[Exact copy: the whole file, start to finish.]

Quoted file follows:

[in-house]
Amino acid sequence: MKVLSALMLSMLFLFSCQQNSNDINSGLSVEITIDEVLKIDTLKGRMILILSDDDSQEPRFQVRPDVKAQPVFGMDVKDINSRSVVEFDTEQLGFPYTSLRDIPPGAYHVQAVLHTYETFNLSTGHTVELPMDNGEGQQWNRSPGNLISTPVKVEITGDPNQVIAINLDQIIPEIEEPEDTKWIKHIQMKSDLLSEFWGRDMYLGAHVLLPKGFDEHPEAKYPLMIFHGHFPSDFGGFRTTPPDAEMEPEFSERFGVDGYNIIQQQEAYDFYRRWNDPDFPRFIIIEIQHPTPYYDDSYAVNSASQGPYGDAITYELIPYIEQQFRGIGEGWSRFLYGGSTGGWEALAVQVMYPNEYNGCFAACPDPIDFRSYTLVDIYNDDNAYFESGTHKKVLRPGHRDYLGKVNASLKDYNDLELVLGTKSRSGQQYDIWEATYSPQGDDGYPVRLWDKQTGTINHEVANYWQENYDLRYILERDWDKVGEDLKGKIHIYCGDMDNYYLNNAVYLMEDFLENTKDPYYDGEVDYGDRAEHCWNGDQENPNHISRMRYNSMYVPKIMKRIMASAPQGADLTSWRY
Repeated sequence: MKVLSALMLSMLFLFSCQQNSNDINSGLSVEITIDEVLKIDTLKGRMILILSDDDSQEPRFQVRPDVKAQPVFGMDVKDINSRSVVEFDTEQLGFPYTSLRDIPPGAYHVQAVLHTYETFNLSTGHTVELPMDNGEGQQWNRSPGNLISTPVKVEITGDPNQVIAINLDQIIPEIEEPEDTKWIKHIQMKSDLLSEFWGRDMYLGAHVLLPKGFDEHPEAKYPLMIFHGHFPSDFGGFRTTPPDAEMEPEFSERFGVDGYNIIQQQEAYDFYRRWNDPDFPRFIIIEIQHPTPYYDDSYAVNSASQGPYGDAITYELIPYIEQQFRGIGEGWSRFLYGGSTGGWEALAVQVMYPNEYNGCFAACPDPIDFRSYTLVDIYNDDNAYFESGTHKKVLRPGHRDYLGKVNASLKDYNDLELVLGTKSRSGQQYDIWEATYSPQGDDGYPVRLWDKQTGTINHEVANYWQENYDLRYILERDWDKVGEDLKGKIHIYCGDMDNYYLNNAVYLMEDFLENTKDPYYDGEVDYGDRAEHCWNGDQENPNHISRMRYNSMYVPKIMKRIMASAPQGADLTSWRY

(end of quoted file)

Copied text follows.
[in-house]
Amino acid sequence: MKVLSALMLSMLFLFSCQQNSNDINSGLSVEITIDEVLKIDTLKGRMILILSDDDSQEPRFQVRPDVKAQPVFGMDVKDINSRSVVEFDTEQLGFPYTSLRDIPPGAYHVQAVLHTYETFNLSTGHTVELPMDNGEGQQWNRSPGNLISTPVKVEITGDPNQVIAINLDQIIPEIEEPEDTKWIKHIQMKSDLLSEFWGRDMYLGAHVLLPKGFDEHPEAKYPLMIFHGHFPSDFGGFRTTPPDAEMEPEFSERFGVDGYNIIQQQEAYDFYRRWNDPDFPRFIIIEIQHPTPYYDDSYAVNSASQGPYGDAITYELIPYIEQQFRGIGEGWSRFLYGGSTGGWEALAVQVMYPNEYNGCFAACPDPIDFRSYTLVDIYNDDNAYFESGTHKKVLRPGHRDYLGKVNASLKDYNDLELVLGTKSRSGQQYDIWEATYSPQGDDGYPVRLWDKQTGTINHEVANYWQENYDLRYILERDWDKVGEDLKGKIHIYCGDMDNYYLNNAVYLMEDFLENTKDPYYDGEVDYGDRAEHCWNGDQENPNHISRMRYNSMYVPKIMKRIMASAPQGADLTSWRY
Repeated sequence: MKVLSALMLSMLFLFSCQQNSNDINSGLSVEITIDEVLKIDTLKGRMILILSDDDSQEPRFQVRPDVKAQPVFGMDVKDINSRSVVEFDTEQLGFPYTSLRDIPPGAYHVQAVLHTYETFNLSTGHTVELPMDNGEGQQWNRSPGNLISTPVKVEITGDPNQVIAINLDQIIPEIEEPEDTKWIKHIQMKSDLLSEFWGRDMYLGAHVLLPKGFDEHPEAKYPLMIFHGHFPSDFGGFRTTPPDAEMEPEFSERFGVDGYNIIQQQEAYDFYRRWNDPDFPRFIIIEIQHPTPYYDDSYAVNSASQGPYGDAITYELIPYIEQQFRGIGEGWSRFLYGGSTGGWEALAVQVMYPNEYNGCFAACPDPIDFRSYTLVDIYNDDNAYFESGTHKKVLRPGHRDYLGKVNASLKDYNDLELVLGTKSRSGQQYDIWEATYSPQGDDGYPVRLWDKQTGTINHEVANYWQENYDLRYILERDWDKVGEDLKGKIHIYCGDMDNYYLNNAVYLMEDFLENTKDPYYDGEVDYGDRAEHCWNGDQENPNHISRMRYNSMYVPKIMKRIMASAPQGADLTSWRY